"I want to bring everything from Vietnam to America," said Thao. "Before were fought each other, and now we eat and make friends."
Banh mi is a good way to start -- it's sort of a Vietnamese hoagie, piled with at least 8 ingredients, including a home-made pate made of ground pork, pork liver, and pork fat. That's mixed with eggs, garlic, spices, soy and fish sauce, and half-and-half. Then it's baked.
For the actual sandwich, Thao takes a freshly baked baguette, scoops out much of the bread, and spreads on that pate. Then he adds things like mayo, cucumbers, hot sauce, roast pork, daikon, pickled carrots, or sweet sauce. The bread and pate may be French, but the rest of the flavors are Vietnamese.
There are other versions as well, like a spicy one with jalapeños. You can counteract that kick with a sweet Vietnamese iced coffee. There's counter seating, but most people take their food to go.
For each sandwich:
1. Slit the bread lengthwise, and then use your fingers or a bread knife to hollow out the insides, making a trough in both halves. Discard the insides or save it for another use, such as breadcrumbs. If necessary, crisp up the bread in a toaster oven preheated to 325ºF, and then let it cool for a minute before proceeding.
2. Generously spread the inside with mayonnaise. Drizzle in some Maggi Seasoning sauce or soy sauce. Start from the bottom portion of bread to layer in the remaining ingredients. (As with all sandwiches, you'll eventually develop an order for layering the filling so as to maximize the interaction between flavors and textures.) Close the sandwich, cut it in half crosswise for easy eating, and enjoy.
Daikon and Carrot Pickle
Do Chua Makes about 3 cups
Try this daikon and carrot pickle recipe once and then tweak the recipe to your liking. Variations include adding tangy-sweet-pungent pickled shallots (cu kieu) to the mixture, as well as making it heavier on the carrot side than the daikon side. I prefer to keep a higher ratio (say 2:1) of daikon to carrot as I like the mild bite of daikon radish. I like a tangy-sweet flavor whereas you can alter the ratio of sugar to vinegar to make the brine sweeter, and hence affect the pickle's flavor.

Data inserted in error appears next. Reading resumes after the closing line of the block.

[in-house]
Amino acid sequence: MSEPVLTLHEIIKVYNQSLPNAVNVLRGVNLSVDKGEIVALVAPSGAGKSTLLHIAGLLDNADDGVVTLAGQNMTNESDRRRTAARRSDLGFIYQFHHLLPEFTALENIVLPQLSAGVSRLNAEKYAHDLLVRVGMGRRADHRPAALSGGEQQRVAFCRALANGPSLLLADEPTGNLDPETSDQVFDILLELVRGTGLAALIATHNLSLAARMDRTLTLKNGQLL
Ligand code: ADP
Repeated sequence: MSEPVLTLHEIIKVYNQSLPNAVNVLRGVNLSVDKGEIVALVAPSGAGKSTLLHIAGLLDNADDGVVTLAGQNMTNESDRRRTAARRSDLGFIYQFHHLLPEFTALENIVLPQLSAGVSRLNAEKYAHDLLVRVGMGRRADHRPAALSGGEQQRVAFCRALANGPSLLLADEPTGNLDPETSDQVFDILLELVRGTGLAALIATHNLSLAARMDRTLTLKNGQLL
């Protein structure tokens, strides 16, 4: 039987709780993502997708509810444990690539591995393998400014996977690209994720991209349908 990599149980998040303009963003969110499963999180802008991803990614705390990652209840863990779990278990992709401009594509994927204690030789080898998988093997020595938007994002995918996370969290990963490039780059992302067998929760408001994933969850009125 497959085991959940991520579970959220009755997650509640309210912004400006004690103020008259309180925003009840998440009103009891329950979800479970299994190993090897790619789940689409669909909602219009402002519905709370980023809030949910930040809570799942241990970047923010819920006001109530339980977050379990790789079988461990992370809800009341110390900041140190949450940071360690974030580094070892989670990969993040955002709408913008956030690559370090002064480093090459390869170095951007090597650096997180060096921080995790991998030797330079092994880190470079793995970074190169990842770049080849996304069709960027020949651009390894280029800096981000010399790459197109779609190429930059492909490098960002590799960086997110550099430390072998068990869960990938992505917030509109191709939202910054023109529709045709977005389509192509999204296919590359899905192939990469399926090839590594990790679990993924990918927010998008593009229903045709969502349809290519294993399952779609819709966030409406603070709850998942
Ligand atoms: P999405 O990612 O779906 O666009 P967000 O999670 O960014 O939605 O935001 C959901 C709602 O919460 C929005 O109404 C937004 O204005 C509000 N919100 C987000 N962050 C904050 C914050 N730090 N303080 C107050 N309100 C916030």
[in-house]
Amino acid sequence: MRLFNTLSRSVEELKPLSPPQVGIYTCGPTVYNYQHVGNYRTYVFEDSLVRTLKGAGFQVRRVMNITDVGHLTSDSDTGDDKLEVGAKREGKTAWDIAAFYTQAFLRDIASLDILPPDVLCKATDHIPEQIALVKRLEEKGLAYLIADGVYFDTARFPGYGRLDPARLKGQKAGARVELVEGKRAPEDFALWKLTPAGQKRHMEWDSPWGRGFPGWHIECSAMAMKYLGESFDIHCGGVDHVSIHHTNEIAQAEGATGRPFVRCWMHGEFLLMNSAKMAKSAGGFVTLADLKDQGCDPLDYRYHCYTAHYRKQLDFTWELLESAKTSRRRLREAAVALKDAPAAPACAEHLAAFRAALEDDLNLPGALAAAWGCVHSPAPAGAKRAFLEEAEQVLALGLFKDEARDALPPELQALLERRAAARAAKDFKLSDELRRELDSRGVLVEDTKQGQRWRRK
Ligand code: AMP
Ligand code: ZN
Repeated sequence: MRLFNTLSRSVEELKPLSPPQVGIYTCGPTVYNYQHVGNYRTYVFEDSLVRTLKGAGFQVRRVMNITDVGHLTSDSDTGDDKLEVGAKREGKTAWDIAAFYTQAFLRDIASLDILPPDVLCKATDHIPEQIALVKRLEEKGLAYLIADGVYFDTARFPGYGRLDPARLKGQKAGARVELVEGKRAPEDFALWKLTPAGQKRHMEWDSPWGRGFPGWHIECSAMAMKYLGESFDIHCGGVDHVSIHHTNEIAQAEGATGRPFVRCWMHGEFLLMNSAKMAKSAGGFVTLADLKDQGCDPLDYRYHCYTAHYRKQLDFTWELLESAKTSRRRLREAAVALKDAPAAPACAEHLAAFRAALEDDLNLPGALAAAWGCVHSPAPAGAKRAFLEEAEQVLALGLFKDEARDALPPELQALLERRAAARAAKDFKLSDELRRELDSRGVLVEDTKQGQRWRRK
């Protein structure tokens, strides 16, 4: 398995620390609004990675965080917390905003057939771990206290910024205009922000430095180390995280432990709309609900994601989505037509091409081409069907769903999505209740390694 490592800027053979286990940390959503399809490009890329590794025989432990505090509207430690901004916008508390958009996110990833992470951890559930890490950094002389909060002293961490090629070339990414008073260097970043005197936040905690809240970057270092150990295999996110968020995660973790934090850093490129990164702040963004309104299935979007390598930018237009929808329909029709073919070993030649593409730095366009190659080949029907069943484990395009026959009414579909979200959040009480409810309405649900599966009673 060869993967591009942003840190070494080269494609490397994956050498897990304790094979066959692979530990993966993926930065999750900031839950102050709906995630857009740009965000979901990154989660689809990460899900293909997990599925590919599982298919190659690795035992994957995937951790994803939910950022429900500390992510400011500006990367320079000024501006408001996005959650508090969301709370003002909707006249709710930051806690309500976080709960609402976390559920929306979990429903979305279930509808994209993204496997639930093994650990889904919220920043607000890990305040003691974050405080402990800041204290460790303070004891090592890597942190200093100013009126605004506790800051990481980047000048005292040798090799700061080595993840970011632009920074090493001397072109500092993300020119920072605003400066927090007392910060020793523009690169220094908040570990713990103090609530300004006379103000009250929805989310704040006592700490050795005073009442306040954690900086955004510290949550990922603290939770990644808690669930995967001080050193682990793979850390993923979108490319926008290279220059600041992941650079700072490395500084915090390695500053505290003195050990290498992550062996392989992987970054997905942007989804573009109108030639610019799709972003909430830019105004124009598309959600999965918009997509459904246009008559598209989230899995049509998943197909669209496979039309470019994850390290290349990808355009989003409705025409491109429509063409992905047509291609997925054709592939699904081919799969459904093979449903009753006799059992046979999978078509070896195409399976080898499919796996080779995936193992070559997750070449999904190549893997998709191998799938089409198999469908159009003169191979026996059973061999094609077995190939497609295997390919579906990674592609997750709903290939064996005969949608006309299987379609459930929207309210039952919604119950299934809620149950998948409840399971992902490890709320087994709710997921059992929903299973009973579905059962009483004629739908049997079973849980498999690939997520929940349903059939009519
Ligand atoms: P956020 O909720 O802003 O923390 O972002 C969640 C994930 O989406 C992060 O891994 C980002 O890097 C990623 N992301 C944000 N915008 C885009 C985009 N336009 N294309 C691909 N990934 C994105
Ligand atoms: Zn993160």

1. Place the carrot and daikons in a bowl and sprinkle with the salt and 2 teaspoons of the sugar. Use your hands to knead the vegetables for about 3 minutes, expelling the water from them. They will soften and liquid will pool at the bottom of the bowl. Stop kneading when you can bend a piece of daikon so that the ends touch but the daikon does not break. The vegetables should have lost about one-fourth of their volume. Drain in a colander and rinse under cold running water, then press gently to expel extra water. Return the vegetables to the bowl if you plan to eat them soon, or transfer them to a 1-quart jar for longer storage.
2. To make the brine, in a bowl, combine the 1/2 cup sugar, the vinegar, and the water and stir to dissolve the sugar. Pour over the vegetables. The brine should cover the vegetables. Let the vegetables marinate in the brine for at least 1 hour before eating. They will keep in the refrigerator for up to 4 weeks. Beyond that point, they get tired.
Preheat oven to 350. Cut liver and pork fat into small pieces and add to food processor and give it a few pulses. Add ground pork, garlic, shallots, 5 spice powder, soy sauce, fish sauce and sugar, salt and pepper. Process until smooth.
In mixing bowl, incorporate the meat and liver mixture with the wine and eggs. Line bottom of baking or ceramic pan with overlapping pieces of bacon. and then fill with meat/liver mixture. Cover top with pieces of bacon.
Place in oven in a larger baking pan and add enough water to cover 2/3rds of the pan containing the meat/liver mixture. Bake for about 1-1.5 hrs. The pate will contract and the juices will be on the bottom. Allow to cool and soak up the juices/fat when cooling. Remove from pan and remove excess bacon and the bay leaves. You're ready to spread this delicious pate on banh mi or any other appetizers.